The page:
The Southern Poverty Law Center and Disability Rights Mississippi have won access to youth held at the Hinds County Henley-Young Juvenile Justice Center. A federal judge ruled Monday that facility officials cannot continue to block attorneys and advocates from meeting with youths.
"This ruling will not only ensure the children held at this abusive facility are able to access attorneys and advocates but it also makes clear that juvenile detention facilities must operate with transparency and cannot shield child abuse," Jody Owens, director of the SPLC's Mississippi office, said in a news release. "Moving forward we hope the county will work with us to address and end the ongoing constitutional violations at the facility instead of continuing to spend taxpayer money in an effort to hide these abuses."
The county youth detention center denied the groups access after they filed a federal lawsuit in early June that detailed abuse and unconstitutional conditions at the facility. Officials denied the SPLC and DRMS access to their existing clients held at the center.
The SPLC and DRMS attempted to work collaboratively with the county to reinstate access to the detention center, but say that the county repeatedly rejected or ignored the requests. The groups contended that the county's actions violated the rights of these children to meet with their attorneys and the right of these groups to monitor and enforce the rights of children with disabilities at Henley-Young.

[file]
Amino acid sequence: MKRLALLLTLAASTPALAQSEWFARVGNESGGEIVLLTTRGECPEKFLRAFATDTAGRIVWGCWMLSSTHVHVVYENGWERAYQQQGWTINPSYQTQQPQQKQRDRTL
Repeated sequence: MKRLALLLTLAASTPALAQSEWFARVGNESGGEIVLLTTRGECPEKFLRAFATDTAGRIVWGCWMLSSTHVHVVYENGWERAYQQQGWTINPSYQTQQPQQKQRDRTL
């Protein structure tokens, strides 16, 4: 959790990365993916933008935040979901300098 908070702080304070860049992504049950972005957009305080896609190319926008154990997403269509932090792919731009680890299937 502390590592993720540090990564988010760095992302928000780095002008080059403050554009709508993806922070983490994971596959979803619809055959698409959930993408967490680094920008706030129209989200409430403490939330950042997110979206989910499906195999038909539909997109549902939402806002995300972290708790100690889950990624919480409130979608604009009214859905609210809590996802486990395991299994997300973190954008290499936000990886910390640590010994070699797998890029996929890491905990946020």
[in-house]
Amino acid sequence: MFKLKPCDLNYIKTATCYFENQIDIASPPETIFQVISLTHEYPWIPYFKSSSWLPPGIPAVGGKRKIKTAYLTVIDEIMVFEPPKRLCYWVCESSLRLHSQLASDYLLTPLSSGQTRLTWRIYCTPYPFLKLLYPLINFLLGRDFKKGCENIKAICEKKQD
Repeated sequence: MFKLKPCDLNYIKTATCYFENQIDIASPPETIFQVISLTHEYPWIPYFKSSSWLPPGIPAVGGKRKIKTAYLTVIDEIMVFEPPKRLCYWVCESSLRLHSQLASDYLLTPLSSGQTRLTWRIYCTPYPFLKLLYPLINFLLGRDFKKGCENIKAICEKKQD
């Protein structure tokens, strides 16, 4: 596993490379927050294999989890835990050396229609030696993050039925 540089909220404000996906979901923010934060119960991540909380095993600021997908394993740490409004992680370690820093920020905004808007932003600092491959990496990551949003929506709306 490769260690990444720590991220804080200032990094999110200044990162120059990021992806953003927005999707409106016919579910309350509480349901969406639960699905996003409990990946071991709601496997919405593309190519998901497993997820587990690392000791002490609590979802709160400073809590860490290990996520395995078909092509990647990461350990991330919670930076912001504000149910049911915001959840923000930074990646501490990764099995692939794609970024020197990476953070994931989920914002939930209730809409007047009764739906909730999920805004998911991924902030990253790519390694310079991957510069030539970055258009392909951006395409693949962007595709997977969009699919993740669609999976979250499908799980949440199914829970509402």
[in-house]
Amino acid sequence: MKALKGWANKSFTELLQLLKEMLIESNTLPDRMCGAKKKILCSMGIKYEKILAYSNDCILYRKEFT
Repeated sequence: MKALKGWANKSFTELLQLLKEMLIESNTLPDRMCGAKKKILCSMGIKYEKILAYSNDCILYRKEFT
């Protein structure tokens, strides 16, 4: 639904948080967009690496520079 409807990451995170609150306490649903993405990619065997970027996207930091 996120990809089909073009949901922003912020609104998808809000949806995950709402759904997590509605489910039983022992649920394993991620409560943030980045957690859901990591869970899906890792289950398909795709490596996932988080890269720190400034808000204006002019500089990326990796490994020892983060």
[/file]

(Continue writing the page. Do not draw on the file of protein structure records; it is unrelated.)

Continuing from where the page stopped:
DRMS and the SPLC monitor conditions at juvenile detention centers throughout the state and serve as advocates for children when their rights are violated. DRMS is a nonprofit agency with a federal mandate to protect the rights of people with disabilities. Under this mandate, its representatives have a right to enter the facility, interview children, assess the conditions and work with the county to address violations.
The SPLC claims that Hinds County facility violated the constitutional rights of children by subjecting them to prolonged isolation and sensory deprivation, denying them mental health services and subjecting them to verbal abuse and threats of physical harm.
See our earlier stories about the Henley-Young Juvenile Justice Center:
Trouble at Hinds Youth Detention Center
Hinds Youth Center Director Resigns
Did County Know of Abuse at Detention Center?
Detaining Disabled Kids: Who Decides?